THE community of Hubberston and Hakin came together on Tuesday (November 6) to remember the local men who died during the First World War.

A special service was held at the community centre, led by Rev Andy Bookless, and featuring performances from Gelliswick Community Choir and the Salvation Army band.

Poppy crosses were laid in memory of John Edwin Anthony, Hubert Ernest Mills, David Owen Harries, Sgt Charles Ernest Badrock, William Gordon Edwards, Theophilus Henry Hicks, gunner James Davies, and Privates Edward James Davies, William Ronald Hastings and Ivor Carlisle Williams.

Also on display was a family cross, provided by Gail Sheppard (nee Badrick).

The cross is a tribute to Sergeant Charles Ernest Badrick, of Green Terrace, Hubberston, who died on December 1, 1915 near Armentiers, France, aged 33.

It was created by his brother, Gail's grandfather, William John 'Jack' Badrick, who also fought in the trenches

Sgt Charles Badrick of the Field Company, the Royal Engineers, is buried in the New Military Cemetery, at Nord, in France

The cross was left to Jack Badrick's two sons, William John (Jackie), and Cecil Badrick and then passed on as a treasured family memento to Jackie's daughter Gail.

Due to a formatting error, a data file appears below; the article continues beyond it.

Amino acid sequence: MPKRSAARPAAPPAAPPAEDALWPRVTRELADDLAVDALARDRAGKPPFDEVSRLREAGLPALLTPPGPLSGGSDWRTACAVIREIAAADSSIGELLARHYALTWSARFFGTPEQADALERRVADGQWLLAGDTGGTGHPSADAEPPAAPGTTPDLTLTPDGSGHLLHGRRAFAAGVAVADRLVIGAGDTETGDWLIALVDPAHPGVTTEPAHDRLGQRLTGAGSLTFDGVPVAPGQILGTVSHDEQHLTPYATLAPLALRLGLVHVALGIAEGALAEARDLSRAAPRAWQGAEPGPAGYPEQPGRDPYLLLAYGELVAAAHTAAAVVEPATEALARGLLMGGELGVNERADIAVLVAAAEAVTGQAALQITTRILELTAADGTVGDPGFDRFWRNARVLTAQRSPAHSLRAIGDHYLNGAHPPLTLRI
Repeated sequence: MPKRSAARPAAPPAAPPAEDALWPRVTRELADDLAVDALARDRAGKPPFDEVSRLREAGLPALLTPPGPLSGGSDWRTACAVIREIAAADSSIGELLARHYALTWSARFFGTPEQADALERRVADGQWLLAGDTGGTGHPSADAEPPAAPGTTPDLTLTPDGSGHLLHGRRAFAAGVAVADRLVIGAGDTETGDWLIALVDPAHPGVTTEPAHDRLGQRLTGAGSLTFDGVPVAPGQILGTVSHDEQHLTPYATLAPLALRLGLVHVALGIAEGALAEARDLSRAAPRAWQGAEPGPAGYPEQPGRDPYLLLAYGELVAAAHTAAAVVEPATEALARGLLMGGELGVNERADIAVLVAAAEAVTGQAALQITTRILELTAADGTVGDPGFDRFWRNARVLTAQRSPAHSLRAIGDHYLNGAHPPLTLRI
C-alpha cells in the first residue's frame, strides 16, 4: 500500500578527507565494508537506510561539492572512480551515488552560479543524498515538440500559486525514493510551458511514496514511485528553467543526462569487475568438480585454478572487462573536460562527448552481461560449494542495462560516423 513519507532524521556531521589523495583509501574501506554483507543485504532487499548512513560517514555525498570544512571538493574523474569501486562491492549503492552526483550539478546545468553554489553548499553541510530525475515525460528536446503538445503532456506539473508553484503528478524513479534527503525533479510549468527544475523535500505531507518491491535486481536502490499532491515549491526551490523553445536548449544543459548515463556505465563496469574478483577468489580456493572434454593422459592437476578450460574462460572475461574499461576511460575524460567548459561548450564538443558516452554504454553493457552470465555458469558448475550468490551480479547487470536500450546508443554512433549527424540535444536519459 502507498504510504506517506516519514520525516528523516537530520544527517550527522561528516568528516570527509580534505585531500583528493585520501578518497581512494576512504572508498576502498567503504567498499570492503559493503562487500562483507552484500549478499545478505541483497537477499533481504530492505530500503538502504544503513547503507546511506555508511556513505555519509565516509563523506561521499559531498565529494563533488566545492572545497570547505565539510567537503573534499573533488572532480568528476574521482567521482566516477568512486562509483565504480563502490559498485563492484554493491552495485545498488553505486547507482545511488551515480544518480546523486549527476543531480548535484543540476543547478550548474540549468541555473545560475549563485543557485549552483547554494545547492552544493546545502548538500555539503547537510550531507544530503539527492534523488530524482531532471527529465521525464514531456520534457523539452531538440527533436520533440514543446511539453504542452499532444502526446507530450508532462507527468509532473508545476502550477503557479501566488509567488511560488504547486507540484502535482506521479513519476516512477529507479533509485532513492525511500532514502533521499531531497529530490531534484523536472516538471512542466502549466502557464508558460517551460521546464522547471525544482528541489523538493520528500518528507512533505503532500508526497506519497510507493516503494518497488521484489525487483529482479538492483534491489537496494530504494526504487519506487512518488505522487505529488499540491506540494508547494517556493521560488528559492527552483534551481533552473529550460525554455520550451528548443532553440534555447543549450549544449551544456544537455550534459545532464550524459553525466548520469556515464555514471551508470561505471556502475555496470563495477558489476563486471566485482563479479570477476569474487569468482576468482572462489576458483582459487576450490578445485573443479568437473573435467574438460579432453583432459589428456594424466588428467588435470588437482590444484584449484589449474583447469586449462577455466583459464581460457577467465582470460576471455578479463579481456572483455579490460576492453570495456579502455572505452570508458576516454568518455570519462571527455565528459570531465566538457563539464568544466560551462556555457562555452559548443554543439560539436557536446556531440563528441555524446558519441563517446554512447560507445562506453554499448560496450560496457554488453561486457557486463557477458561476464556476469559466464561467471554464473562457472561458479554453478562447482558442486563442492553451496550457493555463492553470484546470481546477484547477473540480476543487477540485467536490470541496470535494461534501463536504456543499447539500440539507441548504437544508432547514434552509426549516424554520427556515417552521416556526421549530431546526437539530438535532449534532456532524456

Also on display, courtesy of Gail, was a unique box, hand-carved in the trenches by Jack

Badrick with little more than a pocket knife.

It contains a collection of precious artefacts that chronicle the comradeship forged in "the war to end all wars".

The documents include a rare album, an autograph book which was passed around the soldiers for them to enter verses and dates, and a collection of post cards entitled "In Reconquered Country" that records the devastation inflicted on French communities by the war.

Jack Badrick survived being gassed, returned home to his family in Hubberston, and lived to 92.

Gail agreed for these exceptional items to be displayed as part of the community's tribute to all those who served and sacrificed.